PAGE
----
McConnell criticizes ‘defund the Police’ movement as ‘one of the dumbest ideas ever popped up by anyone’
Senate Leader Mitch McConnell derided the idea of offloading the police as “one of the dumbest ideas ever surfaced by anyone” in the United States in a speech on Tuesday.
He stuck to his decision not to support the commission during the Jan. 6 Capitol riots, saying it “isn’t necessary.”
McConnell spoke after a Memorial Day weekend of violence where cities like Houston, Miami and New Orleans saw a spate of homicides.
Three people were killed and 27 were shot dead in Chicago, there were 10 murders in Houston and a mass shooting outside a party hall in Miami left two dead and 23 others injured.
At an event about a federal anti-drug program in Owensboro, Kentucky, the Republican senator told an apparently friendly crowd, including law enforcement officers, that it had been a “really tough year for law enforcement,” while also disapproving of the “completely unwarranted.” abuse that he says they have struggled with.
“I’m a big believer in law enforcement across America. I think the abuse that law enforcement has engulfed in the past year is unfortunate,” McConnell said. “We need what you’re doing.”
McConnell told an apparently friendly crowd, including law enforcement officers, that it had been a ‘very rough year’ for them
He circled back to the anti-drug program as an example of why he says police are needed.
‘Drug abuse is certainly a disease, but there is also a law enforcement aspect to it. It’s damn important where they get it from and what we’re going to do about it. And so we can’t do it without you and we’re grateful to you,” he said.
“Defund the Police” has been a popular rallying cry among progressives and far-left activists at the hands of white police officer Derek Chauvin since the murder of George Floyd, a black man from Minneapolis.
Floyd’s death in May 2020 sparked national outcry and racial justice protests, occasionally marked by the destruction of private businesses and clashes between protesters and police in cities like Minneapolis, New York, and others.
‘Defund the Police’ has been a popular rallying cry among progressives and far-left activists since the murder of George Floyd, a black man from Minneapolis, at the hands of white police officer Derek Chauvin.
Subsequent and highly publicized murders of black Americans by the police fueled activists and the calls of some progressive lawmakers to relieve the police
Subsequent and widely publicized murders of black Americans by the police fueled activists and some progressive lawmakers called for police downgrading, though the idea did not catch on with mainstream Democrats such as President Joe Biden.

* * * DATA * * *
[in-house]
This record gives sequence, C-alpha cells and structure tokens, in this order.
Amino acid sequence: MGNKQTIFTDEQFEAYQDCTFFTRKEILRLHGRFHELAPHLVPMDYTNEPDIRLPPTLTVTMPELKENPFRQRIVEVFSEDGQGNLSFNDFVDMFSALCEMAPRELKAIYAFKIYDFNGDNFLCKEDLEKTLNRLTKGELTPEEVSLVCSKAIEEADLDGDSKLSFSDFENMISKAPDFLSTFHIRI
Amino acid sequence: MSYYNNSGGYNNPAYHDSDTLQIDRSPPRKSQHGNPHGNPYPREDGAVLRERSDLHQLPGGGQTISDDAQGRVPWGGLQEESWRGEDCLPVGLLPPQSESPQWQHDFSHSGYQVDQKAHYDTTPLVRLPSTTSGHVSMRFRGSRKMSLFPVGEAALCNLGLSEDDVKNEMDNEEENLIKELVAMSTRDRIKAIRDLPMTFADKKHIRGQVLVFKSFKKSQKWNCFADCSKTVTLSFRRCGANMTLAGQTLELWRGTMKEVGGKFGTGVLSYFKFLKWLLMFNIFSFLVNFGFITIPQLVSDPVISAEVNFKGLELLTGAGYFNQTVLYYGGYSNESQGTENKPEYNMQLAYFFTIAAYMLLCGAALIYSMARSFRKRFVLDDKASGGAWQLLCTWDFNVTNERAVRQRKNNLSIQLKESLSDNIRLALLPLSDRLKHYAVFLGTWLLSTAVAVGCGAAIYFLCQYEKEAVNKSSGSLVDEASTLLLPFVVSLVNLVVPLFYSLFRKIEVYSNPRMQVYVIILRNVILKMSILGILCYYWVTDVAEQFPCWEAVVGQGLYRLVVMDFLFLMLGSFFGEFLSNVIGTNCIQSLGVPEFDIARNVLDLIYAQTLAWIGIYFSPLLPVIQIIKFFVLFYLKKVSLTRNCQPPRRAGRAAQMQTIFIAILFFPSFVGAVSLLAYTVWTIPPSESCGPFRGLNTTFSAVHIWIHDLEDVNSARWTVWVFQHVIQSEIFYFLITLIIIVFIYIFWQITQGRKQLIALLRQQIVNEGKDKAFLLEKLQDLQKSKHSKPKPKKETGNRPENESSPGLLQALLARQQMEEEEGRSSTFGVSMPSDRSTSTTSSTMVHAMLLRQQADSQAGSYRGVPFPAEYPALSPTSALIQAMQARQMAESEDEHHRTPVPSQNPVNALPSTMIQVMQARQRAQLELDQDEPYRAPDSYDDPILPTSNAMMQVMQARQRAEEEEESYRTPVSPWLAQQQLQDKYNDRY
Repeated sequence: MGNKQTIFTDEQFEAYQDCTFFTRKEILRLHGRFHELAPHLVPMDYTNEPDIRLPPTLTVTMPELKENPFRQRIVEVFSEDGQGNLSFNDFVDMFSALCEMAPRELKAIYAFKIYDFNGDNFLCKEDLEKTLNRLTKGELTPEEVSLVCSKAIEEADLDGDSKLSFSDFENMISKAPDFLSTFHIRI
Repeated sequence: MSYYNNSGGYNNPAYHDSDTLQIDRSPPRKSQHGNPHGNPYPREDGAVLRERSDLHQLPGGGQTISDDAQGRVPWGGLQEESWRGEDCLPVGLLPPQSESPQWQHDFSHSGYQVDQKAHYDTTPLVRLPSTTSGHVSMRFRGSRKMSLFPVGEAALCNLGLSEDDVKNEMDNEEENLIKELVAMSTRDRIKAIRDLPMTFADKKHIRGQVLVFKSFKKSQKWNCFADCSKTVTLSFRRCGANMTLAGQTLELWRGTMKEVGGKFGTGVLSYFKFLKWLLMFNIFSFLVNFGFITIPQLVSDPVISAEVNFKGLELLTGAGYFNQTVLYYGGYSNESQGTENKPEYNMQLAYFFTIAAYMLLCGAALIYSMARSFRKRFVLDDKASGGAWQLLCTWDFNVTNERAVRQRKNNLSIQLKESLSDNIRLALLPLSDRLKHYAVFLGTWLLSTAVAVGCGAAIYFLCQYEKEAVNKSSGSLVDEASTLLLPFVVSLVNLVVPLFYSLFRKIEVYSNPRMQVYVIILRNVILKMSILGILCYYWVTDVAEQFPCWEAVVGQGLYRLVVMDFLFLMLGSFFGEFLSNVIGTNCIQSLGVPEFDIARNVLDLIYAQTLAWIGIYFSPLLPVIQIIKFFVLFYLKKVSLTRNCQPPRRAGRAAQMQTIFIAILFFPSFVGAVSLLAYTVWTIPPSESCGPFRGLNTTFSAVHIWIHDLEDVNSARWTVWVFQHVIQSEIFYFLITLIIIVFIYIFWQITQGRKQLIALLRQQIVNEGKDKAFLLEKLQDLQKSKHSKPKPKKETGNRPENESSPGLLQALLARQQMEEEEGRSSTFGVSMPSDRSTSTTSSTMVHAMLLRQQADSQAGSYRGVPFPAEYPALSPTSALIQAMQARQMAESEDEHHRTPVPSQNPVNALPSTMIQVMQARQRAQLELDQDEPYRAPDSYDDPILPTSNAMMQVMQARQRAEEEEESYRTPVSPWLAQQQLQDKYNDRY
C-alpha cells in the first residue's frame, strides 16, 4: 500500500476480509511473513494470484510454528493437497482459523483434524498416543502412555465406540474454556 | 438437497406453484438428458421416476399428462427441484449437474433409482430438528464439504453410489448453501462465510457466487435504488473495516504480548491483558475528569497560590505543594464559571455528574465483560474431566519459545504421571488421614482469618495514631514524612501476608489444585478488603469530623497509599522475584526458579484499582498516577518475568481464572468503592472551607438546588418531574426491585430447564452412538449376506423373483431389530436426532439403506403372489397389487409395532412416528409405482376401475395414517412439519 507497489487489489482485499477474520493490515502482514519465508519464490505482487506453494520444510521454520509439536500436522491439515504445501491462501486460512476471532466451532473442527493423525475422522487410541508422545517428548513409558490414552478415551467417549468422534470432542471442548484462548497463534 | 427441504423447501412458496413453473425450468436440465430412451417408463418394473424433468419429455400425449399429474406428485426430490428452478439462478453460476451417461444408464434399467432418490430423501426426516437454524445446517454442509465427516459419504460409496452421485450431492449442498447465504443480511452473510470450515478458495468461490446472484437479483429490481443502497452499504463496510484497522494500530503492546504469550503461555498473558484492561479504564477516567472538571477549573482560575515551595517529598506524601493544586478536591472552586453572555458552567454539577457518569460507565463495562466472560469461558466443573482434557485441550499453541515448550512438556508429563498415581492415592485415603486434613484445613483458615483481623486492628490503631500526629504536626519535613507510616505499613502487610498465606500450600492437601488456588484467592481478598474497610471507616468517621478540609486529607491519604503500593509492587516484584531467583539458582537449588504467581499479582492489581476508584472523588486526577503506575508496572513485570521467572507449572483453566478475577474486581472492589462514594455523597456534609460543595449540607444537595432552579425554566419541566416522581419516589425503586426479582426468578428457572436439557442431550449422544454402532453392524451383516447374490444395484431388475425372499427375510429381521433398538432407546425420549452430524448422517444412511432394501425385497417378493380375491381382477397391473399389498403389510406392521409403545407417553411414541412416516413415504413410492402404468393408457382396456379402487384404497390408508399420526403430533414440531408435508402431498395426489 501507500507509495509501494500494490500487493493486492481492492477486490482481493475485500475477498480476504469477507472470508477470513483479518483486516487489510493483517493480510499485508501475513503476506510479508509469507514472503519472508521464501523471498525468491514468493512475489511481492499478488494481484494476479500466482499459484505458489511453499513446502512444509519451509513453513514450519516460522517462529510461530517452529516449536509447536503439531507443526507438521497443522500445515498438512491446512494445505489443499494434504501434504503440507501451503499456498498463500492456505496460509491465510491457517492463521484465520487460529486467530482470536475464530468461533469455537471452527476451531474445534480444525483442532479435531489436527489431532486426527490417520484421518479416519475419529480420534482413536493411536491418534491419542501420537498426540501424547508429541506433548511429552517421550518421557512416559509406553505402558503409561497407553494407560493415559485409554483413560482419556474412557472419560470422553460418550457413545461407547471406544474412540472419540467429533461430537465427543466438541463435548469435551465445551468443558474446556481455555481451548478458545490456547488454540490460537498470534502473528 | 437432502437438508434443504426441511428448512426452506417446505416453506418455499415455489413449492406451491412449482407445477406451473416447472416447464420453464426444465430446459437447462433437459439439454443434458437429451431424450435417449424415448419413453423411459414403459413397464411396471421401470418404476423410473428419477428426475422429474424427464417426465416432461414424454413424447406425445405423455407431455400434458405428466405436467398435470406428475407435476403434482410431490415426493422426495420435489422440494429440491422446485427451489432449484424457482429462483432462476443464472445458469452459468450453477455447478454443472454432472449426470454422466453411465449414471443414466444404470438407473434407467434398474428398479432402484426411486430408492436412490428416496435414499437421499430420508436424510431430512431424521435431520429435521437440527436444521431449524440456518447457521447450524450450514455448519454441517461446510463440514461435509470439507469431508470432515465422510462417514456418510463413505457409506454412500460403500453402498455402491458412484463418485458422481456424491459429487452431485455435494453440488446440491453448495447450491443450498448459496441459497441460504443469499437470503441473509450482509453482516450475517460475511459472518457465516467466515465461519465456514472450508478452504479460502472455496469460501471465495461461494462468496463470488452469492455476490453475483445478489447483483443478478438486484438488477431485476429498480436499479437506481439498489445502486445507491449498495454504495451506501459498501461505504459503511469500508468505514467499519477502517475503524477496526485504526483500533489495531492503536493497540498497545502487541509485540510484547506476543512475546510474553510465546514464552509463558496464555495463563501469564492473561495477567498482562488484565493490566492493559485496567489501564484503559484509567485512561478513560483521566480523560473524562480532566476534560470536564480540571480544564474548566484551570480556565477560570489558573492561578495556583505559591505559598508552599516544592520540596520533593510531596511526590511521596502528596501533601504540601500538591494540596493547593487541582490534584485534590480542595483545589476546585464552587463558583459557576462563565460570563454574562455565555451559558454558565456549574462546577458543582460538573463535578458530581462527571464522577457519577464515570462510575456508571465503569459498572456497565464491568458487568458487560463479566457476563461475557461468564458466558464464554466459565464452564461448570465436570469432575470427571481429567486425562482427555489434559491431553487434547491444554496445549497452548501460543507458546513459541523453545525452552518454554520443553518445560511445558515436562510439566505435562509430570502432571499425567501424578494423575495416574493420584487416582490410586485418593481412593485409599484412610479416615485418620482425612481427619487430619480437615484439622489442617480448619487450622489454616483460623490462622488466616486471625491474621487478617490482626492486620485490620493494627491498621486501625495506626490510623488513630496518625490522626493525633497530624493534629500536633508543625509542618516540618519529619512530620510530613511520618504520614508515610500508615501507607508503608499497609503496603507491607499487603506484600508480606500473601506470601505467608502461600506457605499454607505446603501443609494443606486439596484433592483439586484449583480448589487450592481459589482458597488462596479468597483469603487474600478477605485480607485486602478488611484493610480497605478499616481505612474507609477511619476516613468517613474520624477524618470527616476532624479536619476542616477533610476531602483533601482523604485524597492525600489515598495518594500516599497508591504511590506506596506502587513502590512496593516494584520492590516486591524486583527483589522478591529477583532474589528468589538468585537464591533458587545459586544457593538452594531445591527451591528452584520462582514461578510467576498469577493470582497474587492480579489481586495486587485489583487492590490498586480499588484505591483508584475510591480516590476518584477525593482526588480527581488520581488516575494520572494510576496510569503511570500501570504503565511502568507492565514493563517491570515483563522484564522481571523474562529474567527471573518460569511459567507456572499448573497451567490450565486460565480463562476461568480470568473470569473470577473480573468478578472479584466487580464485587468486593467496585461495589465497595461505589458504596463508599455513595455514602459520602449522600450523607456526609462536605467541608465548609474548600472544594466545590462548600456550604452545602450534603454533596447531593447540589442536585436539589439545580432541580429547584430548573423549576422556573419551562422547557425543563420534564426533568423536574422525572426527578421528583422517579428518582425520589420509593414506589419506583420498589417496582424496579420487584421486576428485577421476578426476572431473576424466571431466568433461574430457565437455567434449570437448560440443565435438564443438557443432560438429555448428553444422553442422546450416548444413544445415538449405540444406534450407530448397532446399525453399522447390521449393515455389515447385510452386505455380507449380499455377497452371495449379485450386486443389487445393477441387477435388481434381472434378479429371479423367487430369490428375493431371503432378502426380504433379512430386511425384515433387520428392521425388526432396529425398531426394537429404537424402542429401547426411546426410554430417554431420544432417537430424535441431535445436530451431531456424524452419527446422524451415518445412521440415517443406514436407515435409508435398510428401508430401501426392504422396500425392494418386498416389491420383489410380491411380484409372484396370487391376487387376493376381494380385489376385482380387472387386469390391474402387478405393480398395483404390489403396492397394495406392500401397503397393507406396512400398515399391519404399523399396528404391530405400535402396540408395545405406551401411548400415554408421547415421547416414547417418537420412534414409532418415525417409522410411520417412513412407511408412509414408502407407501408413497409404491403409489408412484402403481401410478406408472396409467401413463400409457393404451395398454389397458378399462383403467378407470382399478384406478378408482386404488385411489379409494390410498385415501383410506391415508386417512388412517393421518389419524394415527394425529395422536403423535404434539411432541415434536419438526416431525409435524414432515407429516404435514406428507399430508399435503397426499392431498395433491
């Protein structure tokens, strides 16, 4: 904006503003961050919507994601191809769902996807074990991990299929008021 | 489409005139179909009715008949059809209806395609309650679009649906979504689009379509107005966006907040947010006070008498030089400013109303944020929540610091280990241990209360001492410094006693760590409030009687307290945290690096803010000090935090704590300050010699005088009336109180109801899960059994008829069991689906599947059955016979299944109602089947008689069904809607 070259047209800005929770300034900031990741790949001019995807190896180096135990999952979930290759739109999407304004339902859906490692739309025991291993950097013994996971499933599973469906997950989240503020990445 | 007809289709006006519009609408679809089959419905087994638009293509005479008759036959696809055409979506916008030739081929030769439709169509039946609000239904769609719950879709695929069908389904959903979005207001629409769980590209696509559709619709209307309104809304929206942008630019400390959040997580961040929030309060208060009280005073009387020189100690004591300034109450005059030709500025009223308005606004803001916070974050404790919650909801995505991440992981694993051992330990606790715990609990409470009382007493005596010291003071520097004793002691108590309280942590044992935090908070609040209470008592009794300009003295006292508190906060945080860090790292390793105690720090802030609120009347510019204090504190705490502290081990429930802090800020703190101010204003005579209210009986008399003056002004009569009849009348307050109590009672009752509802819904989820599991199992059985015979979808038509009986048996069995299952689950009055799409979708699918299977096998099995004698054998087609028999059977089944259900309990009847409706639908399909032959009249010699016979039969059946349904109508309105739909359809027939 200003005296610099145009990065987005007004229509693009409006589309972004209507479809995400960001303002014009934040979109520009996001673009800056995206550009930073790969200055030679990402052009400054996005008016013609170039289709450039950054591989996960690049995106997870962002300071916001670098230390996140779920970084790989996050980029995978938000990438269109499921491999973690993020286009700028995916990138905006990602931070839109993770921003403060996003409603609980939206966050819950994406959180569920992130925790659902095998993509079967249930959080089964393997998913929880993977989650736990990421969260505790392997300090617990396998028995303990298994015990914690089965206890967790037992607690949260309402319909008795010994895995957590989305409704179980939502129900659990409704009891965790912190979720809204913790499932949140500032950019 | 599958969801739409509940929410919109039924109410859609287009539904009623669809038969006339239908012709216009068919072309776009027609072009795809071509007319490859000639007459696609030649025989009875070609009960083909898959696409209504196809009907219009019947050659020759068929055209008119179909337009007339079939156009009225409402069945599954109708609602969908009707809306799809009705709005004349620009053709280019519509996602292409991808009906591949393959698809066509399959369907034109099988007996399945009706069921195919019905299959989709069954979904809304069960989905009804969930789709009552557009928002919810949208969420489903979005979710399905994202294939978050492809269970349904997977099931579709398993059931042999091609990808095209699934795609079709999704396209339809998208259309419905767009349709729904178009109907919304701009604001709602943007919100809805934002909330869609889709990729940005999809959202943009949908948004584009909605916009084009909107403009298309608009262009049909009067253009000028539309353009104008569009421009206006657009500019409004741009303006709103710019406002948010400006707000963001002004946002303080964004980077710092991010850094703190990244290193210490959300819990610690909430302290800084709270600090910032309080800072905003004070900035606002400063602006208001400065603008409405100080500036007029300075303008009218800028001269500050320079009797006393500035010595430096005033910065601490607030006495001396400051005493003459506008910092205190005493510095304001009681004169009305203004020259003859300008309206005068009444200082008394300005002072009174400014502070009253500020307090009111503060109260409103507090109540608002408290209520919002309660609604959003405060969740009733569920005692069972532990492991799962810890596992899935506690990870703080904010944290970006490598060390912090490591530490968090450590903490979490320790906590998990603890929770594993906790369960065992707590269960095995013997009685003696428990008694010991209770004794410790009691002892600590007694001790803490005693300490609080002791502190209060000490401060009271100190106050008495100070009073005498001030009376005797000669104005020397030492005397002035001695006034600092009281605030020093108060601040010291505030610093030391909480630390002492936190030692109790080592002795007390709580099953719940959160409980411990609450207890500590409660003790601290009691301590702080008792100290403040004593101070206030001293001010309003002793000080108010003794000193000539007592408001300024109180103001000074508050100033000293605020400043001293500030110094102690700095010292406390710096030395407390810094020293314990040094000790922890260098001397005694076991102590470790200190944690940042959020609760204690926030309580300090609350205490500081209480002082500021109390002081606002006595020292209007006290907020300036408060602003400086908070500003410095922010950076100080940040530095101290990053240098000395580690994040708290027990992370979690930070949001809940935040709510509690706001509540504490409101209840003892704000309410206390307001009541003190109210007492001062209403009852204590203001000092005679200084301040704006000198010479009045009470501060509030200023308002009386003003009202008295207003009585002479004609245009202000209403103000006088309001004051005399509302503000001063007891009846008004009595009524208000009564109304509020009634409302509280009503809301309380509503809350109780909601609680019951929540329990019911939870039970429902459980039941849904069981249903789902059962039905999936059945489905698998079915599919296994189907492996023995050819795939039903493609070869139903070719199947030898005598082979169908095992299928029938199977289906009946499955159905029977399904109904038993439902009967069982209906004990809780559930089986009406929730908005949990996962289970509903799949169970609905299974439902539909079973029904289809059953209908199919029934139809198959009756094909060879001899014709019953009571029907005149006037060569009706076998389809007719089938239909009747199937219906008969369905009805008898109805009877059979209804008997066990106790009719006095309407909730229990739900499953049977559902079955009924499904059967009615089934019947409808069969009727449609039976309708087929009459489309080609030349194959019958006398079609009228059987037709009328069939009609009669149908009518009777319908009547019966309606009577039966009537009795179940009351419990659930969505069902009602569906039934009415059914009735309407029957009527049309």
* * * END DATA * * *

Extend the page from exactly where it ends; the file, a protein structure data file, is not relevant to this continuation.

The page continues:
But despite their apparent reluctance to join far-left Democrats, moderates from House Speaker Nancy Pelosi to Senate Majority Leader Chuck Schumer have criticized police forces for incidents of violence.
McConnell said Tuesday it is important for lawmakers to “make it absolutely clear, we respect law enforcement, we think you are essential to our country.”
“I hope that at some point these various cities across the country that are flirting with cutting law enforcement funding will sober up here,” he said.
And it seems they have — major cities, including New York City, Baltimore and Los Angeles, have backtracked on pledges to offload police forces.
Rising violent crime rates in the country’s major urban centers have forced mayors to reinstate or increase police funding that some had reallocated last year in a show of activism.
Major cities, including New York City, Baltimore and Los Angeles, have backtracked on pledges to relieve police forces
Of the country’s 20 largest police departments, submitted budgets for at least nine of them show requests to increase police funding by 1 to 6 percent, according to the Wall Street Journal.
New York City Mayor Bill de Blasio reversed course on a promised $1 billion cut to the NYPD, and now wants to allocate $92 million for a new district.
In Baltimore, Mayor Brandon Scott is asking for a $27 increase in police funding after he made efforts as a city councilor to cut the budget by $22 million.
Despite his unequivocal pledge to support law enforcement communities — including a stance against ending qualified immunity that has recently emerged among some House Democrats — McConnell insisted that a commission be called for to investigate why the Captiol Police Department was inundated on Jan. was outnumbered and without National Guard support hours were unnecessary.
“This is probably the most comprehensive Justice Department investigation in the history of the country currently underway – several people have been arrested, many will be prosecuted, no one is getting away with anything that was involved in the January Capitol incident.” the 6,” he said.
“As for not to happen again, changing our security plan, that is now done internally in the Senate by two different committees”
The Kentucky Republican also said he stands by everything he has said before about the incident, including convictions against former President Trump.
“I think we know everything we need to know – we were all witnesses, we were there when it happened, and I just don’t think the commission is needed,” he said.